I have been live-blogging at the 67th CFA Institute Annual Conference here in Seattle. As before, I have been very gratified at the kind reception they have received. This post will act as a compendium of these posts so that you may find them in one convenient location. Links to the posts are provided below, with the most recent listed first.
Simon Lack, CFA, is founder of SL Advisors, LLC. Previously, he worked in North American fixed-income derivatives and forward foreign exchange trading for JPMorgan. Mr. Lack also sat on JPMorgan’s investment committee and founded JPMorgan Incubator Funds, two private equity vehicles that took economic stakes in emerging hedge fund managers. Currently, he chairs both the Investment Committee for Wardlaw-Hartridge School in Edison, NJ, and the Memorial Endowment Trust Investment Committee of St. Paul’s Episcopal Church in Westfield, NJ. Mr. Lack is the author of The Hedge Fund Mirage: The Illusion of Big Money and Why It’s Too Good to Be True and Bonds Are Not Forever: The Crisis Facing Fixed Income Investors. You may access the book summary for The Hedge Fund Miragevia getAbstract.
Key issues include the following.
- How well have hedge fund investors really performed and why?
- How should investors use hedge funds?
- Why aren’t investors negotiating more favorable terms?
Larry Walters had always wanted to fly. When he was old enough, he joined the Air Force, but his poor eyesight wouldn’t allow him to become a pilot. After he was discharged from the military, he would often sit in his backyard watching jets fly overhead, dreaming about flying and scheming about how to get into the sky. On July 2, 1982, the San Pedro, California trucker finally set out to accomplish his dream. But things didn’t turn out exactly as he planned.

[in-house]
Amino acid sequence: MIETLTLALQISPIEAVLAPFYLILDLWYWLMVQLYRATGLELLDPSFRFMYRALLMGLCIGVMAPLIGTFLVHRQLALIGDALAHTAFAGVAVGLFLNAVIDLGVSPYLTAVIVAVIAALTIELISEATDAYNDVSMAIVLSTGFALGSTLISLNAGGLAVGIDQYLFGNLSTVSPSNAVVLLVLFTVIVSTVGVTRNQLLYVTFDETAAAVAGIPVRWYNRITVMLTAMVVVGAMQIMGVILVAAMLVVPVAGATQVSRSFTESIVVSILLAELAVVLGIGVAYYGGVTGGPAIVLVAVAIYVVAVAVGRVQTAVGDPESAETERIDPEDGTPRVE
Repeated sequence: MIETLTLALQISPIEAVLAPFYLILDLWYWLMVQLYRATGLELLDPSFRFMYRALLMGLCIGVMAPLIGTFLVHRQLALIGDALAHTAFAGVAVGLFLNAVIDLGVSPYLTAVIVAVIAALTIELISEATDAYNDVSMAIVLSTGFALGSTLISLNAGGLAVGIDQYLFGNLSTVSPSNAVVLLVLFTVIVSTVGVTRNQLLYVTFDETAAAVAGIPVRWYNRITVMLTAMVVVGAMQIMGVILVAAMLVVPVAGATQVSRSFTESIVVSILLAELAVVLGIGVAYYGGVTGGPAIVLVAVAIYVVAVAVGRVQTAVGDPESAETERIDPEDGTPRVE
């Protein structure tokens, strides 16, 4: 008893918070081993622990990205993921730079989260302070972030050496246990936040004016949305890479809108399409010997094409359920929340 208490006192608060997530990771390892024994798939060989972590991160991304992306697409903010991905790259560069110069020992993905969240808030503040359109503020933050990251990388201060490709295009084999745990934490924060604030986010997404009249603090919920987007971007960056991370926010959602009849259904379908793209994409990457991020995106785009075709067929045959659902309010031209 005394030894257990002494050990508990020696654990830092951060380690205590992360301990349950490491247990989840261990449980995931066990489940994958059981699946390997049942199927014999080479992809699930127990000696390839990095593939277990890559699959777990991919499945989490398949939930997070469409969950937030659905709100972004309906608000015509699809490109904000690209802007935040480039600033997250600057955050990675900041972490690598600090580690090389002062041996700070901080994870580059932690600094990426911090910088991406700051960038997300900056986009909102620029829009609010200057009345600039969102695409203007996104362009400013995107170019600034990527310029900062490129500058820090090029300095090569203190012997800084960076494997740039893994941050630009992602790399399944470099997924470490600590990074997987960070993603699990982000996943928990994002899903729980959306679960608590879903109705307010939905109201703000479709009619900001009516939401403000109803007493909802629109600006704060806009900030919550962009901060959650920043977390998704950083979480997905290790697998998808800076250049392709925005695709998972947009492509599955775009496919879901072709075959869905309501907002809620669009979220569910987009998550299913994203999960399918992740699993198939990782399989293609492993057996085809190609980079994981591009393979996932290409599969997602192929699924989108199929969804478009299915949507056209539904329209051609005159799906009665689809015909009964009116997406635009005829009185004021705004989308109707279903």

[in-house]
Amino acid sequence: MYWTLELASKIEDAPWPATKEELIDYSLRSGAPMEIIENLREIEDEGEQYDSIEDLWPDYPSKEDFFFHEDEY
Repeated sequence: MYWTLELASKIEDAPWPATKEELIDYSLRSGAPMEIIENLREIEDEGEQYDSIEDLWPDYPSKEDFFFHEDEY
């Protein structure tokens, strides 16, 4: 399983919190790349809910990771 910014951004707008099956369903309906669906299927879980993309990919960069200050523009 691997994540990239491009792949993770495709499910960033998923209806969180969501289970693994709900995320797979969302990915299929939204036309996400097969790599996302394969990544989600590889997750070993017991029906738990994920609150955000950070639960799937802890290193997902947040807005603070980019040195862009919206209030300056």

Larry conceived his project while sitting outside in his “extremely comfortable” Sears lawn chair. He purchased weather balloons from an Army-Navy surplus store, tied them to his tethered Sears chair and filled the four-foot diameter balloons with helium. Then, after packing sandwiches, Miller Lite, a CB radio, a camera and a pellet gun, he strapped himself into his lawn chair (see above). His plan, such as it was, called for his floating lazily above the rooftops at about 30 feet for a while and then using the pellet gun to explode the balloons one-by-one so he could float to the ground.
But when his friends cut the cords that tethered the lawn chair to his Jeep, Walters and his lawn chair didn’t rise lazily. Larry shot up to a height of over 15,000 feet, yanked by the lift of 45 helium balloons holding 33 cubic feet of helium each. He did not dare shoot any balloons, fearing that he might unbalance the load and cause a fall. So he slowly drifted along, cold and frightened, with his beer and sandwiches, for more than 14 hours. He eventually crossed the primary approach corridor of LAX. A flustered TWA pilot spotted Larry and radioed the tower that he was passing a guy in a lawn chair at 16,000 feet.
Eventually Larry conjured up the nerve to shoot several balloons before accidentally dropping his pellet gun overboard. The shooting did the trick and Larry descended toward Long Beach, until the dangling tethers got caught in a power line, causing an electrical blackout in the neighborhood below. Fortunately, Walters was able to climb to the ground safely from there.
The Long Beach Police Department and federal authorities were waiting. Regional safety inspector Neal Savoy said, “We know he broke some part of the Federal Aviation Act, and as soon as we decide which part it is, some type of charge will be filed. If he had a pilot’s license, we’d suspend that. But he doesn’t.” As he was led away in handcuffs, a reporter asked Larry why he had undertaken his mission. The answer was simple and poignant. “A man can’t just sit around.” Continue reading